Attorney General Kamala D. Harris Seeks to Join Suit to Protect Public Health in Mira Loma
LOS ANGELES -- Attorney General Kamala D. Harris today announced her intention to join a lawsuit challenging Riverside County’s approval of an industrial project next to Mira Loma Village, a community already disproportionately affected by diesel exhaust and noise pollution.
The proposed project, the Mira Loma Commerce Center, would consist of a million square feet of warehouses and industrial buildings, resulting in approximately 1,500 additional diesel truck trips a day traveling next to the low-income, primarily Hispanic residential community of Mira Loma Village.
“The proposed Mira Loma complex carries significant health risks to a community that is already suffering the impacts of what are among the worst particulate pollution levels in the nation,” Attorney General Harris said. “All California residents could be put at risk if developments like this are pushed through by officials without appropriate, and legally-mandated, consideration of the environmental effects on health and welfare.”
Attorney General Harris filed in court Wednesday a motion to join the California Environmental Quality Act (CEQA) action filed by the Center for Community Action and Environmental Justice (CCAEJ) to set aside the county’s approvals for the project. The judge has set a September 16th hearing on that motion.
The suit outlines the county’s failure to adequately analyze and mitigate the project’s impacts in light of the already serious health and environmental risks suffered by the community. The Environmental Impact Report (EIR) did not sufficiently disclose that the county’s land use decisions result in the burdens of the project being primarily borne by the residents of Mira Loma.
Since the 1990s, Riverside County has approved a series of warehouse projects in the Mira Loma area. There are now approximately 90 mega-warehouse complexes in Mira Loma. Thousands of trucks travel to and from the ports of Los Angeles and Long Beach to distribution centers and warehouses in Riverside County each day. Over 15,000 truck trips a day already flow onto the main roads in Mira Loma.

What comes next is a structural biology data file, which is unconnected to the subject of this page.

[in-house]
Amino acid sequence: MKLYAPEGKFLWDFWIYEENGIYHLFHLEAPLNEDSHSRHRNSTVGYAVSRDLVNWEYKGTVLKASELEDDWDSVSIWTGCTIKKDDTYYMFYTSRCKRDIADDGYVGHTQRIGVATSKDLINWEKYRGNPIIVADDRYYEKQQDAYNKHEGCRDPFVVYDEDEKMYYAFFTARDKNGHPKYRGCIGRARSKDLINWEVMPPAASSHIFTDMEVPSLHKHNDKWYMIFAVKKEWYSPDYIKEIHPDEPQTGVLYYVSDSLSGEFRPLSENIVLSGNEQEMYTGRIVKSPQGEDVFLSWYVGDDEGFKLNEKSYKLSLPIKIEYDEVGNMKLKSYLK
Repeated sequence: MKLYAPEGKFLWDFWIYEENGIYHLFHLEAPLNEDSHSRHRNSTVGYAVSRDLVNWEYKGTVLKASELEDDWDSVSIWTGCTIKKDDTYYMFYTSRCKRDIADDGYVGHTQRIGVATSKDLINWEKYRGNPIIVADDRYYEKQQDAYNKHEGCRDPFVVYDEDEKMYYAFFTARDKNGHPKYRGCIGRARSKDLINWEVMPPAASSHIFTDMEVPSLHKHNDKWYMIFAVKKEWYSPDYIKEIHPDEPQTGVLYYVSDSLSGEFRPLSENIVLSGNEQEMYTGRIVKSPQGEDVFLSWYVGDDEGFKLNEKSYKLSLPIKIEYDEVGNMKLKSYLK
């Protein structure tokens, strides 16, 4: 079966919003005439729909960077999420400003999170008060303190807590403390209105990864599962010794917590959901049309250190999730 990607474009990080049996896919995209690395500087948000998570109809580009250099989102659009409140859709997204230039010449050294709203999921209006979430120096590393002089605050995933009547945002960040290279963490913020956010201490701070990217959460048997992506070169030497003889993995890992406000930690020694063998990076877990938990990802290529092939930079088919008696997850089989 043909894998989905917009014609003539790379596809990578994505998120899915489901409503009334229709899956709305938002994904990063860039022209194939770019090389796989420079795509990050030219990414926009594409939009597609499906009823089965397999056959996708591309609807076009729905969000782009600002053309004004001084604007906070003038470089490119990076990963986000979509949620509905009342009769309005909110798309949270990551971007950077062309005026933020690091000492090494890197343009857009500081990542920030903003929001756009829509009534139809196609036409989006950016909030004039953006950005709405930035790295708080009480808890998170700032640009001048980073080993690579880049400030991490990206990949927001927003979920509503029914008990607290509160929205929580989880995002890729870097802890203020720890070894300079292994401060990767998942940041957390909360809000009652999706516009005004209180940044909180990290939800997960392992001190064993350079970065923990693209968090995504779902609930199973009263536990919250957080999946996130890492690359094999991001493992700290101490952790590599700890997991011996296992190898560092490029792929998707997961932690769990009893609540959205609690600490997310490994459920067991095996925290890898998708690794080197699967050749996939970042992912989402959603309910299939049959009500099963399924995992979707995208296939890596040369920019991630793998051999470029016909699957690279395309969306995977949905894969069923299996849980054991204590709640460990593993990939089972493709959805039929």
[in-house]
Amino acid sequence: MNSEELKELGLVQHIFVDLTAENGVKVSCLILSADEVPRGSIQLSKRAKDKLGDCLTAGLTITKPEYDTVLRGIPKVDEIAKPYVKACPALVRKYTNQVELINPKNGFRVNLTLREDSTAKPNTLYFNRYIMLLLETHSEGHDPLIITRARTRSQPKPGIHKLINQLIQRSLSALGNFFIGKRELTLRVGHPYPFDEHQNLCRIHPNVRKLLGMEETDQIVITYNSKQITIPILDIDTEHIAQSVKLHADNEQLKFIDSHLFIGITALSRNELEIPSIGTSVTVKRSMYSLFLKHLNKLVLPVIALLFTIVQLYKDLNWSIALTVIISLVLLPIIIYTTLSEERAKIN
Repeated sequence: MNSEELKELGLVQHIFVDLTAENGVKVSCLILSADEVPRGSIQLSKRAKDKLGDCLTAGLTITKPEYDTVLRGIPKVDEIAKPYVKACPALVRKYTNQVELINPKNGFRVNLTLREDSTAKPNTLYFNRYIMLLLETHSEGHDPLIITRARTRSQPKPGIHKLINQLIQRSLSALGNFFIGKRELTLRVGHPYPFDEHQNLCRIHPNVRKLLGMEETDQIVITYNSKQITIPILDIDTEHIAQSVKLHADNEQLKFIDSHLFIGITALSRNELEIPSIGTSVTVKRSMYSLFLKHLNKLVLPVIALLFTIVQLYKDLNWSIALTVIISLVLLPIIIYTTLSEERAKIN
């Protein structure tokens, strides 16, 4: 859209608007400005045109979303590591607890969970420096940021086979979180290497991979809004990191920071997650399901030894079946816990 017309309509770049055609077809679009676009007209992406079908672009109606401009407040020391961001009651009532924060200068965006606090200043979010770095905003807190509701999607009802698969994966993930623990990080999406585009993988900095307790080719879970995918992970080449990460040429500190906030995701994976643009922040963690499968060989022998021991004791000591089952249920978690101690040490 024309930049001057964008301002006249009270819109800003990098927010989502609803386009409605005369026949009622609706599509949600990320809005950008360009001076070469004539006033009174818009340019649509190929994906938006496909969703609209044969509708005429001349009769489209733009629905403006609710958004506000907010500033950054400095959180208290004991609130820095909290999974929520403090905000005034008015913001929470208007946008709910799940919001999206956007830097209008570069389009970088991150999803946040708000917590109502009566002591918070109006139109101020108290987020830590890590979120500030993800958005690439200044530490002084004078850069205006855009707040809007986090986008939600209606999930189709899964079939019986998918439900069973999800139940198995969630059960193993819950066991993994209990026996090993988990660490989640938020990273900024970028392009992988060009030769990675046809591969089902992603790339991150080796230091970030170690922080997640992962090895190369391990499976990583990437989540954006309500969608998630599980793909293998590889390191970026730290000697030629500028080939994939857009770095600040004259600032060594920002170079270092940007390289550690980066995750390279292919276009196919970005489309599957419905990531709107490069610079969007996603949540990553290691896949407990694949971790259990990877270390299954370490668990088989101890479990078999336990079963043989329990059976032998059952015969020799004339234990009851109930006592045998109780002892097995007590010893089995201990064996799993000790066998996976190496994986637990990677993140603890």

The residents of Mira Loma have been burdened by the harmful impacts of industrial development for decades. A recent study by the University of Southern California found that the area’s extremely high rate of particulate-matter pollution is linked to stunted lung development and other serious illnesses in Mira Loma children. Mira Loma’s levels of particulate matter and ozone pollutants are significantly higher than both California and federal air quality standards.
“We have battled for more than 10 years trying to protect our families’ health and quality of life. This project is the final straw,” said Penny Newman, executive director of CCAEJ. “We are so grateful to have the Attorney General join us in what us truly a fight for their lives.”
Diesel exhaust is listed as a known carcinogen under Proposition 65. The California Air Resources Board had recommended a buffer zone between a diesel source and residential neighborhoods, schools and parks to reduce the risk of health impact from diesel particulate emissions. While the EIR acknowledged increased pollutants, the county failed to adopt all feasible mitigation measures to reduce air quality impacts. The county rejected the recommended buffer zone as infeasible, but did not explore the possibility of a more limited buffer zone or other comparable mitigation, such as a trees or shrubs, which can reduce particulate pollution by as much as 30 percent.
A copy of the proposed complaint is attached to the press release.